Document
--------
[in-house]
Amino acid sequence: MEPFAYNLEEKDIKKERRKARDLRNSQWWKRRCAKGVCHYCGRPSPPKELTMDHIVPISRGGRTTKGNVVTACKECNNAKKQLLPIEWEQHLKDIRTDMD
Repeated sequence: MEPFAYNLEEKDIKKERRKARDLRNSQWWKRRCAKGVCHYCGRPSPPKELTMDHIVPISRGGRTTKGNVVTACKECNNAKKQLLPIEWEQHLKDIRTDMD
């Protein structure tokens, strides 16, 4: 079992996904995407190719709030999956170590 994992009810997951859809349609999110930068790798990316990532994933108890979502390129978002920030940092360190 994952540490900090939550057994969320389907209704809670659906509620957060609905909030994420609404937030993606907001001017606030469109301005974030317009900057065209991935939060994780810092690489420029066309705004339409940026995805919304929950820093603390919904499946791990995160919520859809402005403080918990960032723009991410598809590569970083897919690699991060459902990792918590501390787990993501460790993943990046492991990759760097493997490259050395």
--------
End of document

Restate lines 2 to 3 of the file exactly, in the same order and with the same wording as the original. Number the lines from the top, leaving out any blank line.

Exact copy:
Amino acid sequence: MEPFAYNLEEKDIKKERRKARDLRNSQWWKRRCAKGVCHYCGRPSPPKELTMDHIVPISRGGRTTKGNVVTACKECNNAKKQLLPIEWEQHLKDIRTDMD
Repeated sequence: MEPFAYNLEEKDIKKERRKARDLRNSQWWKRRCAKGVCHYCGRPSPPKELTMDHIVPISRGGRTTKGNVVTACKECNNAKKQLLPIEWEQHLKDIRTDMD